By Bob Egelko

For legal commentators both for and against same-sex marriage -- and, apparently, for two of the Supreme Court's most conservative justices -- the court's refusal Monday to block same-sex marriages in Alabama foreshadowed a likely ruling within months to extend marriage rights to gays and lesbians nationwide.

In an indignant dissent, Justices Clarence Thomas and Antonin Scalia accused their colleagues of disrespecting the state and lamented the road ahead, harking back to Scalia's prophetic dissent in another marriage case in June 2013.

Scalia, in that opinion, argued that the court, while nominally ruling only on a federal law against same-sex couples, had actually stacked the deck for a future ruling on the right to marry. He meant it as a warning, but federal judges treated it as an invitation to a wave of decisions striking down state marriage laws.

On Monday, a majority of the court, without comment, refused to issue a stay of a federal judge's ruling giving gays and lesbians the right to wed in Alabama. Thomas, in a dissenting opinion joined by Scalia, accused his fellow justices of failing to give proper respect to a state and its citizens who had approved a law defining marriage as the union of a man and a woman.

The order reflected "this court's increasingly cavalier attitude toward the states," Thomas wrote. "This acquiescence (to the judge's ruling) may well be seen as a signal of the court's intended resolution of that question."

Ruling due by end of June

For at least one conservative analyst, the court's action, and Thomas' barbed commentary, eliminated virtually any remaining doubt about the outcome of the justices' impending review of same-sex marriage bans in Kentucky, Michigan, Ohio and Tennessee. The ruling, likely to set a nationwide precedent, is due by the end of June.

The court's unwillingness to block the federal judge's order in Alabama "signals that at least five justices have already made up their mind to concoct a constitutional right to marry a person of the same sex," Ed Whelan, a former Scalia law clerk, wrote in his blog on the National Review magazine's website.

It was much the same tone Scalia struck in 2013 when he dissented from a 5-4 ruling that struck down a law banning federal benefits for married same-sex couples. Justice Anthony Kennedy's majority opinion said the ban demeaned the couples and their children and denied them equality.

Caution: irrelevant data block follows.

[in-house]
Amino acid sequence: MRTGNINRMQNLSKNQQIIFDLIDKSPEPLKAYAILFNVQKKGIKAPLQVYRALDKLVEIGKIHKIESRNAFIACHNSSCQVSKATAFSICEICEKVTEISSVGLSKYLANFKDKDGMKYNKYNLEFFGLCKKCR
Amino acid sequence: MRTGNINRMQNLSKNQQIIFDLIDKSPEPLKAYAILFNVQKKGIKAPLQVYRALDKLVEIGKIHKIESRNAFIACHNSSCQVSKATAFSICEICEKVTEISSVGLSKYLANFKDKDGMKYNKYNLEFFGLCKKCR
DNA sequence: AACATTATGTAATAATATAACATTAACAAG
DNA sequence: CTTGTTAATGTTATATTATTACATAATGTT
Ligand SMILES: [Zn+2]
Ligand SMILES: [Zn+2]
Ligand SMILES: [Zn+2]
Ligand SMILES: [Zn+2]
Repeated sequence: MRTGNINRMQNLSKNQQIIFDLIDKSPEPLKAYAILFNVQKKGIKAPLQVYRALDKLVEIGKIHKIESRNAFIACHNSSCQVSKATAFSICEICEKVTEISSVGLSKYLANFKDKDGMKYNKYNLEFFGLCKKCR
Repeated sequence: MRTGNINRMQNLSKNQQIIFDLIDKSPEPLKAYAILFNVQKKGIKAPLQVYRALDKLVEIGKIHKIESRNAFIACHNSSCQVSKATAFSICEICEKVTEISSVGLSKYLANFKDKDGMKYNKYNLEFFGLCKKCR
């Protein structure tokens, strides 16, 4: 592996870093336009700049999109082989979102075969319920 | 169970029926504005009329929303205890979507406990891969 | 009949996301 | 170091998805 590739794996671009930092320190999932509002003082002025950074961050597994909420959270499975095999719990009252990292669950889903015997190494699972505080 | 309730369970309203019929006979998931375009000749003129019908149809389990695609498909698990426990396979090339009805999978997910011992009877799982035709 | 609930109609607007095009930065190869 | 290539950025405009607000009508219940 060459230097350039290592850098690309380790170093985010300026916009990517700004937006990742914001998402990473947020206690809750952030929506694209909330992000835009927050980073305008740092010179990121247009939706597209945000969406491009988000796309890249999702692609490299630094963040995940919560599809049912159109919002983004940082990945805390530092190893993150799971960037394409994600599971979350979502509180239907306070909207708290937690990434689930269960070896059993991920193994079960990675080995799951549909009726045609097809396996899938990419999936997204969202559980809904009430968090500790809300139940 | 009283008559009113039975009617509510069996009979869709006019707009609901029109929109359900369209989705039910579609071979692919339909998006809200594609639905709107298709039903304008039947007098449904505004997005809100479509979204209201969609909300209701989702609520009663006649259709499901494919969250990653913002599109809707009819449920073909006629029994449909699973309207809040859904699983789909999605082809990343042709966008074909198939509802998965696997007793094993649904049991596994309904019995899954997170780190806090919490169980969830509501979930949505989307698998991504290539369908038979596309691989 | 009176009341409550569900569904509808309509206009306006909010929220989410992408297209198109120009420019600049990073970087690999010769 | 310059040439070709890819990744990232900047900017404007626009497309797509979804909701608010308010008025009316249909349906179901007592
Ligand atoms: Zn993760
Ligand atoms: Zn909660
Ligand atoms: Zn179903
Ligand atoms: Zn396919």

'Waiting for the other shoe'

Despite Kennedy's insistence that the court was not ruling on the right to marry, Scalia lamented, "how easy it is, indeed how inevitable, to reach the same conclusion with regard to state laws denying same-sex couples marital status. ... It is just a matter of listening and waiting for the other shoe."

Monday's action looks like another step in that direction. As Thomas observed, when a lower-court judge overturns a state law, the Supreme Court normally issues a stay to preserve the status quo and respect state authority until a final ruling on the law's validity. The justice noted that the court had stayed similar rulings in Utah in January 2014 and in Virginia in August, lifting the stays only when it decided not to review those cases.

Denying a stay of a lower-court order, on the other hand, usually means that a majority of the court has concluded those challenging the law -- in this instance, the same-sex couples seeking marriage licenses -- would suffer greater harm from a continued delay, and are likely to win their case.

"When the Supreme Court approaches its cases, it's not operating free of a social and political context," said Hadar Aviram, a law professor at UC Hastings College of the Law in San Francisco. In view of the dramatic swing in public opinion in the past two years, she said, "the Supreme Court might be perceiving that the ship of objection to same-sex marriage has already sailed."

The writing was already on the wall, UC Davis law Professor Vikram Amar said, when the court denied review in September to five rulings legalizing same-sex weddings in 11 states. The justices intervened in a separate case only after a contrary ruling in November by a federal appeals court in Cincinnati, the first appellate decision to uphold the state marriage laws.

"It seems to me the court is pretty strongly inclined to rule in favor of same-sex marriage proponents," Amar said. "If not, they would have to deal with all these marriages" that were legalized by the rulings they had left intact.

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